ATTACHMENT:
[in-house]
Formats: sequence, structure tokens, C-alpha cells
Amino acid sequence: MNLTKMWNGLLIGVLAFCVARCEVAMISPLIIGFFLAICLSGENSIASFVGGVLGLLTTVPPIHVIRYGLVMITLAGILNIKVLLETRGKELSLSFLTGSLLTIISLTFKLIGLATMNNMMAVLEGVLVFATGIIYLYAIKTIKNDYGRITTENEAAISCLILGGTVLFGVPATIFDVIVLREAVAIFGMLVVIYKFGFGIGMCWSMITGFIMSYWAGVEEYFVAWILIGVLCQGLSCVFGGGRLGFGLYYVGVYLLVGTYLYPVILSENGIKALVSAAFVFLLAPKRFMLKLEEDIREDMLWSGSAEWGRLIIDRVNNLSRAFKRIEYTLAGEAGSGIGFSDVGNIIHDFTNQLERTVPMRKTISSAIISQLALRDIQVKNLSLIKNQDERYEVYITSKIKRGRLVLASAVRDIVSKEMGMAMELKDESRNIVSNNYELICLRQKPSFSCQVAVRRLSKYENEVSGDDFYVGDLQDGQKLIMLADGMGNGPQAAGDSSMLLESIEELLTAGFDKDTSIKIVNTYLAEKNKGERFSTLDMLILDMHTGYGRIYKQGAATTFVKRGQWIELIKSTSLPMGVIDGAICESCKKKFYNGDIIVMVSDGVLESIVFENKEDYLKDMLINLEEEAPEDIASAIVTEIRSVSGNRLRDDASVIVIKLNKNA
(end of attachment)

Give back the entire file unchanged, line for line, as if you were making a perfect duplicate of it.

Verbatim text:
[in-house]
Formats: sequence, structure tokens, C-alpha cells
Amino acid sequence: MNLTKMWNGLLIGVLAFCVARCEVAMISPLIIGFFLAICLSGENSIASFVGGVLGLLTTVPPIHVIRYGLVMITLAGILNIKVLLETRGKELSLSFLTGSLLTIISLTFKLIGLATMNNMMAVLEGVLVFATGIIYLYAIKTIKNDYGRITTENEAAISCLILGGTVLFGVPATIFDVIVLREAVAIFGMLVVIYKFGFGIGMCWSMITGFIMSYWAGVEEYFVAWILIGVLCQGLSCVFGGGRLGFGLYYVGVYLLVGTYLYPVILSENGIKALVSAAFVFLLAPKRFMLKLEEDIREDMLWSGSAEWGRLIIDRVNNLSRAFKRIEYTLAGEAGSGIGFSDVGNIIHDFTNQLERTVPMRKTISSAIISQLALRDIQVKNLSLIKNQDERYEVYITSKIKRGRLVLASAVRDIVSKEMGMAMELKDESRNIVSNNYELICLRQKPSFSCQVAVRRLSKYENEVSGDDFYVGDLQDGQKLIMLADGMGNGPQAAGDSSMLLESIEELLTAGFDKDTSIKIVNTYLAEKNKGERFSTLDMLILDMHTGYGRIYKQGAATTFVKRGQWIELIKSTSLPMGVIDGAICESCKKKFYNGDIIVMVSDGVLESIVFENKEDYLKDMLINLEEEAPEDIASAIVTEIRSVSGNRLRDDASVIVIKLNKNA